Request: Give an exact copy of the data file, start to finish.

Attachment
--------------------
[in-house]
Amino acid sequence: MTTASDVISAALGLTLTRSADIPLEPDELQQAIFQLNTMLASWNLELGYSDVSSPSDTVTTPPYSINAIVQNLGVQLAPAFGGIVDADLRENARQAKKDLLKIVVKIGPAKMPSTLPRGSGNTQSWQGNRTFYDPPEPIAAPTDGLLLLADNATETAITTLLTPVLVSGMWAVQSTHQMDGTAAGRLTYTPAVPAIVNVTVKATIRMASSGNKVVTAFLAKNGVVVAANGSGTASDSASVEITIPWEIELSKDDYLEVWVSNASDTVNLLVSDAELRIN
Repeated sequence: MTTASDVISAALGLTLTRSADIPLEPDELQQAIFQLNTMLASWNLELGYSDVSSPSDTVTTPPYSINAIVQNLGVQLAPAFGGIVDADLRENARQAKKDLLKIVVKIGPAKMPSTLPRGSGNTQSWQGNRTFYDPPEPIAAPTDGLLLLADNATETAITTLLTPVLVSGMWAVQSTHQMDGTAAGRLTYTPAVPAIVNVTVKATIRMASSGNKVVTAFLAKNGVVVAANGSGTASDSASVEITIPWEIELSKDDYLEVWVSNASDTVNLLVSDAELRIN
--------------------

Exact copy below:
[in-house]
Amino acid sequence: MTTASDVISAALGLTLTRSADIPLEPDELQQAIFQLNTMLASWNLELGYSDVSSPSDTVTTPPYSINAIVQNLGVQLAPAFGGIVDADLRENARQAKKDLLKIVVKIGPAKMPSTLPRGSGNTQSWQGNRTFYDPPEPIAAPTDGLLLLADNATETAITTLLTPVLVSGMWAVQSTHQMDGTAAGRLTYTPAVPAIVNVTVKATIRMASSGNKVVTAFLAKNGVVVAANGSGTASDSASVEITIPWEIELSKDDYLEVWVSNASDTVNLLVSDAELRIN
Repeated sequence: MTTASDVISAALGLTLTRSADIPLEPDELQQAIFQLNTMLASWNLELGYSDVSSPSDTVTTPPYSINAIVQNLGVQLAPAFGGIVDADLRENARQAKKDLLKIVVKIGPAKMPSTLPRGSGNTQSWQGNRTFYDPPEPIAAPTDGLLLLADNATETAITTLLTPVLVSGMWAVQSTHQMDGTAAGRLTYTPAVPAIVNVTVKATIRMASSGNKVVTAFLAKNGVVVAANGSGTASDSASVEITIPWEIELSKDDYLEVWVSNASDTVNLLVSDAELRIN